Regarding our history, I would like to see the myths dispelled. People still have misconceptions around who Black people are and what we do. There are certain words and actions that affect us and refer to us harmfully. We want people to recognize us and show compassion by becoming better educated on microaggressions.


Q: How can individuals better support and be allies to the Black community?

A: To really start to understand Black people and our experiences, try to understand the microaggressions that affect us. That is huge. A way to help is to be educated so that you can recognize when a microaggression is happening, and then step in and say something. This goes for all of us. We need to learn what offensive terms and phrases affect different groups, especially underrepresented groups.

People can be allies to the Black community by giving us the opportunity to grow and take on leadership positions. Support us as we support others. Find commonalities. A big part of the problem is that people look for differences. But in truth, we have a lot of things in common, and we can all help each other.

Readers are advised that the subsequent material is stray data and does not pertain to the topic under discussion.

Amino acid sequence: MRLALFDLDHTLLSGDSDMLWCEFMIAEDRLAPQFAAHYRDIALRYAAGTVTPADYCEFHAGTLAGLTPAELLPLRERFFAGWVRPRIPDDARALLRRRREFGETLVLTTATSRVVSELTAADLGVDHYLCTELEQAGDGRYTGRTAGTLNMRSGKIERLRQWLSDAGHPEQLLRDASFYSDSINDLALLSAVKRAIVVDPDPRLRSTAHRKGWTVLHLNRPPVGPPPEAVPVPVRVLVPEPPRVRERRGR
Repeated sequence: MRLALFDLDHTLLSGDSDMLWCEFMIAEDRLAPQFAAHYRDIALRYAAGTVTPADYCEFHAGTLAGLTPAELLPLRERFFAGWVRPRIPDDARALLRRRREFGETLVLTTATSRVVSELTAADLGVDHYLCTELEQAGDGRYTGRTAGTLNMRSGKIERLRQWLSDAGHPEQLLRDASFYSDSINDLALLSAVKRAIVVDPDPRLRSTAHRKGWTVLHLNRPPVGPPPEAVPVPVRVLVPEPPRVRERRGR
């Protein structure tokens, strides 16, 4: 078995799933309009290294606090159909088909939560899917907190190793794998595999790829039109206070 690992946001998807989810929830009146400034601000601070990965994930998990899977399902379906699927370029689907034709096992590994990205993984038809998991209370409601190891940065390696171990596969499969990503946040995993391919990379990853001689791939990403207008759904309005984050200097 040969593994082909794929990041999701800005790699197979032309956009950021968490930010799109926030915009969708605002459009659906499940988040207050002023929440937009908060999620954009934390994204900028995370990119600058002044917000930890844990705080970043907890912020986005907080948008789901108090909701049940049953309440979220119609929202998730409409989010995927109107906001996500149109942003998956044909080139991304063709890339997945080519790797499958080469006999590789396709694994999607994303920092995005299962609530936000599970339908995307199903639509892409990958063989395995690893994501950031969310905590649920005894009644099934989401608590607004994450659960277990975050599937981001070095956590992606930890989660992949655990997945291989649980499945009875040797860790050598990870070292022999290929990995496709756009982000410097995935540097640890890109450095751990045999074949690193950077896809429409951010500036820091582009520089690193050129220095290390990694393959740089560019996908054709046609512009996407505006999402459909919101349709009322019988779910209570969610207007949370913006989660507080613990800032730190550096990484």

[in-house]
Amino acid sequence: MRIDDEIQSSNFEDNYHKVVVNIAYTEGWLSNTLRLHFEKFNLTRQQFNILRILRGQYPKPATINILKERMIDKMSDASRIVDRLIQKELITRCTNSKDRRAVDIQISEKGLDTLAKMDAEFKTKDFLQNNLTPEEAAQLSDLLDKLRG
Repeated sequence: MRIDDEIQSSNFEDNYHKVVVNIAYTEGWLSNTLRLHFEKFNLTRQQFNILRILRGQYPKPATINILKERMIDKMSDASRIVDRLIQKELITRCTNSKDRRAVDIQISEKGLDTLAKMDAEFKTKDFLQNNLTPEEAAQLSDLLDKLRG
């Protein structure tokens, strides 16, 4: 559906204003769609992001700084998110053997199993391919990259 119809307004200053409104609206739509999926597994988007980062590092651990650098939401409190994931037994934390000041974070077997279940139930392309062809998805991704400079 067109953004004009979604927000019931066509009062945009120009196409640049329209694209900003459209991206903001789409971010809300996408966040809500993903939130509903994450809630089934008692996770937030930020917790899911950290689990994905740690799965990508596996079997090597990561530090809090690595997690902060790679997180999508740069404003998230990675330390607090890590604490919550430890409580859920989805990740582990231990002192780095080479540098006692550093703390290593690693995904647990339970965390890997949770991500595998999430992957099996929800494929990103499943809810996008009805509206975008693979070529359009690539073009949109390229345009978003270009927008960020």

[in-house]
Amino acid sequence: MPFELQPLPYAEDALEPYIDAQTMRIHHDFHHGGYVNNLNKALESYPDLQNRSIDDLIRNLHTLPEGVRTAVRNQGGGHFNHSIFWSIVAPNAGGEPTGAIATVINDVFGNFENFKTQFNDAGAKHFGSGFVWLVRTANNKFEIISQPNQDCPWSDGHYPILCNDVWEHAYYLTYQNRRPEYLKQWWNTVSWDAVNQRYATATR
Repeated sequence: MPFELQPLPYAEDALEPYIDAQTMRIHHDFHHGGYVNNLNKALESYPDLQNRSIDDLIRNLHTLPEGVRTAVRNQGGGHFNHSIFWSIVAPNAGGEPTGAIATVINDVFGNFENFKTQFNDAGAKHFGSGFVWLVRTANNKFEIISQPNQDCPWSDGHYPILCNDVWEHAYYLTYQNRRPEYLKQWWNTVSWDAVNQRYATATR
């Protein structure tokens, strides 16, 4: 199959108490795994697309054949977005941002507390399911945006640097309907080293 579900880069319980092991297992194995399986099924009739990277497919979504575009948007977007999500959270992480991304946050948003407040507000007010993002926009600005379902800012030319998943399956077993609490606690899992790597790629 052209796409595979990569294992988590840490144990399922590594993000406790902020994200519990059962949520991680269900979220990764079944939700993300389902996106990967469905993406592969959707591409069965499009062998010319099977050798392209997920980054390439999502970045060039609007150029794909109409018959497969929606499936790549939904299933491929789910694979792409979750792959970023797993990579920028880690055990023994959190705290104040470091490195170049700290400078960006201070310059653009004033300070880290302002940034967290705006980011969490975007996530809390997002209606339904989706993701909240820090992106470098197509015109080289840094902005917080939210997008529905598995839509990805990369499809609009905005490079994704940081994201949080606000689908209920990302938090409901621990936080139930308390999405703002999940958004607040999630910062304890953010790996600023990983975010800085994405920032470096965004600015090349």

Q: What does equity mean to you and why is it important as a person of color?

Dorrana: Equity is being given an equal part of something, fairness but not just equal.  We need to close gaps so everyone can benefit.  An example would be, if I am looking over a fence but I’m taller than the person next to me, they should be given a box/riser, so they can see over the fence as well.  Putting things that are out of balance back in balance and meeting people where they are to achieve the full benefit. That is equity, that is fairmindedness.  This adds value and makes people feel valued.  

For me, this is important for BIPOC (Black, Indigenous and People of Color) because we have not been given true equity.  Racial equity benefits everyone but if people don’t want everyone to benefit then inequities develop.  We should have the operational capacity to create a more equitable future for all.